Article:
“We’ve all been living in a flatscreen world,” says Flow. “The flat, compressed image—which is the way photography can sometimes feel like—maybe it’s too reminiscent of having everything on the screen.”
The fitful markets of the medium’s biggest stars certainly aren’t helping.
In recent years, Cindy Sherman, Andreas Gursky, and Jeff Wall have seen their markets sink at auction, both in price and volume; their diminished market power could have a dampening effect on that of other contemporary photographers.
The flip side could also be true: Dealers, flush from a year of sold-out shows and record demand, seemed to bring a much higher caliber tranche of material than in years past, leaving lower-priced art at home.
“Underlying the entire fair was this idea that no one knows what 2022 is going to be like,” Flow says. “I think people were bringing whatever they knew they could sell and whatever they could sell for high numbers. Because if they have the cash now, they can plan for 2022.”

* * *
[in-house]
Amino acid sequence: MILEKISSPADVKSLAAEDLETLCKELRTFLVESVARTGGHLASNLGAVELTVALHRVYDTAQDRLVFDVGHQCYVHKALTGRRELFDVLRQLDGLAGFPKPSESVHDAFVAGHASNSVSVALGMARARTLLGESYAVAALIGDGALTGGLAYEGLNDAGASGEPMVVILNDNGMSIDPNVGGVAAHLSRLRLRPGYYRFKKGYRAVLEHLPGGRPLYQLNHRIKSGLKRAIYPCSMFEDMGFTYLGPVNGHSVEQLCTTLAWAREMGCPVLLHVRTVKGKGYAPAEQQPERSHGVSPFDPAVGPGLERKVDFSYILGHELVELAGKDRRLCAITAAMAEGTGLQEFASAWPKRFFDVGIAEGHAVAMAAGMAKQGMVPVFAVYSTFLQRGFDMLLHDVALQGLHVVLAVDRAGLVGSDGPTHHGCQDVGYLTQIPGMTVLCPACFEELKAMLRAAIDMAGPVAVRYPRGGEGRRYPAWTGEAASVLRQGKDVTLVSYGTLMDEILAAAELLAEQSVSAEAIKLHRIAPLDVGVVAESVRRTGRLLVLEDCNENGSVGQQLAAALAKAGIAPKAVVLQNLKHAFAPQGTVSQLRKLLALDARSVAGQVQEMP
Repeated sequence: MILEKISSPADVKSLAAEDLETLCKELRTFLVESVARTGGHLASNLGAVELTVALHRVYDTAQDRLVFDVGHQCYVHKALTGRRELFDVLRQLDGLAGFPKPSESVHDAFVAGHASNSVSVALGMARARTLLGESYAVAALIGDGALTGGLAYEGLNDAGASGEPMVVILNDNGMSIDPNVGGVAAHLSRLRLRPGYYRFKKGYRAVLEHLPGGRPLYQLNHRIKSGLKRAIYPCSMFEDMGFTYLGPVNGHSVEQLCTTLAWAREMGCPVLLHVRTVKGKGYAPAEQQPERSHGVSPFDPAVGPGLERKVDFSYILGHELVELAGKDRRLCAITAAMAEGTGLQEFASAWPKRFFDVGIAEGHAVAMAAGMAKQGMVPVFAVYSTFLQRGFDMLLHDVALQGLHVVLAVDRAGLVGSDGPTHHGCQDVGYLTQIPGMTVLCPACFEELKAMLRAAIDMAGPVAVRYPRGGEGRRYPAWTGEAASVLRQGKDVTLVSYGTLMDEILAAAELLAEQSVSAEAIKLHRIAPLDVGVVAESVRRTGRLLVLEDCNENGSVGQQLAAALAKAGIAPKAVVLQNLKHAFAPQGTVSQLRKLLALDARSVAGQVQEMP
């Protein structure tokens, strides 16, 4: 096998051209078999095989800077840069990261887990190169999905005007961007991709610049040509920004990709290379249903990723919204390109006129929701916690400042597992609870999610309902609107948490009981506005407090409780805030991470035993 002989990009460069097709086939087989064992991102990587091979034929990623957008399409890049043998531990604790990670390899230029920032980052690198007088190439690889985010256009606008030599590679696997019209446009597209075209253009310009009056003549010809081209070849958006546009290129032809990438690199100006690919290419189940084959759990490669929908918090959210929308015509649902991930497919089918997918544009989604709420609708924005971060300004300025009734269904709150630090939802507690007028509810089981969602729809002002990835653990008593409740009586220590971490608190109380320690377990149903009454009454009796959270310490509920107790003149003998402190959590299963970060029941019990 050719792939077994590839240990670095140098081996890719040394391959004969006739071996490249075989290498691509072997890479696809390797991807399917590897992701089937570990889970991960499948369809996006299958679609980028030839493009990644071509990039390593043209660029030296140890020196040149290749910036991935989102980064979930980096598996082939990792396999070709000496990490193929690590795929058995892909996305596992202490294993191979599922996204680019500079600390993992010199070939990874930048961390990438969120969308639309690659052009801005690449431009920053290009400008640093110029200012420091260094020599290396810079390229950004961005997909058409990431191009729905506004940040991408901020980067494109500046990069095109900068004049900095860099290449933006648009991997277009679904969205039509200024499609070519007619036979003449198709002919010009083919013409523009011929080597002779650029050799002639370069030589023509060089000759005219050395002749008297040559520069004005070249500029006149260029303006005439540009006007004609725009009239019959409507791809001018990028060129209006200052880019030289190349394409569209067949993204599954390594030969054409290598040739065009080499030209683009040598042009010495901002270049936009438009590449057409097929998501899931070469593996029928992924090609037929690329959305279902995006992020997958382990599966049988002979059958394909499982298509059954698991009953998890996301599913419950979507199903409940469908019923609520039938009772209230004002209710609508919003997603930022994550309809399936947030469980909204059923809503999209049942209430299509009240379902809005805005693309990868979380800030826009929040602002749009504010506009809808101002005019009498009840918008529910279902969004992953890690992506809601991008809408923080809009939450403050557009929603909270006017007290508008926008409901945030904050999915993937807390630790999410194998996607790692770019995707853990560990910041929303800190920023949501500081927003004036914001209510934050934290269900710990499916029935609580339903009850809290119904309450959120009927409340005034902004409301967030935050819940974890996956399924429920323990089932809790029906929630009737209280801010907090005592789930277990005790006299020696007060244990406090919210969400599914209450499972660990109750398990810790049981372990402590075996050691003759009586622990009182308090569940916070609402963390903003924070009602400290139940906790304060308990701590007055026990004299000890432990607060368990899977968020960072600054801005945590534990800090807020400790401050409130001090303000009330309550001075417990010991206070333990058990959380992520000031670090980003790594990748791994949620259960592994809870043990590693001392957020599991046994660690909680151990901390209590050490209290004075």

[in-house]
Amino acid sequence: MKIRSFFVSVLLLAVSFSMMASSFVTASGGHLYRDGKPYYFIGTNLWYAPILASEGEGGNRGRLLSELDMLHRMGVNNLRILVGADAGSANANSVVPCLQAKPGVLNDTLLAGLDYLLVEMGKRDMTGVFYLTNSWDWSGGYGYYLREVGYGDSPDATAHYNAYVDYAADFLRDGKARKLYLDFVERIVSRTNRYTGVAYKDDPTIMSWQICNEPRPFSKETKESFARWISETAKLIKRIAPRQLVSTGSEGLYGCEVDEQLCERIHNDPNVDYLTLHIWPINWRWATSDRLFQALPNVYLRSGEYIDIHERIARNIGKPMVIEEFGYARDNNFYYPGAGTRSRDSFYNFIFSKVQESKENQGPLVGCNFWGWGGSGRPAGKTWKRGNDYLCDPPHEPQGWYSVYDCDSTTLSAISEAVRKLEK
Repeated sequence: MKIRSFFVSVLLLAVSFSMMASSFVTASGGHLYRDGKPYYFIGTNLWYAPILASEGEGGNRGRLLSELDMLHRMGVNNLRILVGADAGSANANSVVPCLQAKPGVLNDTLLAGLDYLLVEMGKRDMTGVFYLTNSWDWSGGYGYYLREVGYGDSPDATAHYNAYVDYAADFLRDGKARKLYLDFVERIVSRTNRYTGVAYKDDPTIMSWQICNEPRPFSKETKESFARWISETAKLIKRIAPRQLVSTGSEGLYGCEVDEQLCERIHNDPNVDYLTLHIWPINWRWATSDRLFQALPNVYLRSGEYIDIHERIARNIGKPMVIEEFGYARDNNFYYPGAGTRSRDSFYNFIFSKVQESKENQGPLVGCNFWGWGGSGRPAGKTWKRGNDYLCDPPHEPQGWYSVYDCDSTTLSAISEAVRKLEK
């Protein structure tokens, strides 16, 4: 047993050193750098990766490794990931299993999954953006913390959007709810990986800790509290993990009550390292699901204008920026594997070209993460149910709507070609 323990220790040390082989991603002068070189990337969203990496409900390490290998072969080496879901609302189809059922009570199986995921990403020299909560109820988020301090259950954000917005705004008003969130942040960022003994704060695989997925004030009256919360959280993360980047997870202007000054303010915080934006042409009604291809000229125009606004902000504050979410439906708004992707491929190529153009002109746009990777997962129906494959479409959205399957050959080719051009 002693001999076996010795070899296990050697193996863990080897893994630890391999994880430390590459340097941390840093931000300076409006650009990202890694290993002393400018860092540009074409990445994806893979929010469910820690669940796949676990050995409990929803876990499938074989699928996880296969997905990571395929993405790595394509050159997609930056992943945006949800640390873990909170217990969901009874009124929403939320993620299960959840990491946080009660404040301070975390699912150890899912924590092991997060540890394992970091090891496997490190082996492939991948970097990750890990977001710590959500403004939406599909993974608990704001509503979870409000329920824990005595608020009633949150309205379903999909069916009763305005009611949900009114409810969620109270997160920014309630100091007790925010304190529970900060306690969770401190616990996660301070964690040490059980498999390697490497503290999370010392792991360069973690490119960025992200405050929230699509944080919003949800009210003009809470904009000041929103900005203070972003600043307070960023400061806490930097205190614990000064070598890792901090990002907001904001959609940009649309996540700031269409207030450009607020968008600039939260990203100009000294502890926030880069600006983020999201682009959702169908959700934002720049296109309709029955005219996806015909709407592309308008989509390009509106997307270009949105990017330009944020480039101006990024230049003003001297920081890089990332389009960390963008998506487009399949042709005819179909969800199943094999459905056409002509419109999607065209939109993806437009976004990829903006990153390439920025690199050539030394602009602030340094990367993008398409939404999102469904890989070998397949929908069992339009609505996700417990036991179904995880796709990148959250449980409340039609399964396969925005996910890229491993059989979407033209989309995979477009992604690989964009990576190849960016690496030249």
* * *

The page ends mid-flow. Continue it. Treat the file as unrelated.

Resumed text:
For all the talk of NFTs breaking into fine art, there was barely any digital art in the fair itself.
That could be because NFT projects elsewhere were sucking the air from the room, and dealers didn’t want to compete; last week in Miami there were literally hundreds of NFT-related events, including NFT conferences, NFT panel discussions, NFT sales, NFT boat parties, and, of course, NFT exhibitions.
Or it could be that the confusion around NFTs—not to mention much of the art world’s distaste for the field—caused traditional galleries to steer clear of anything that even hinted of an association with the trend.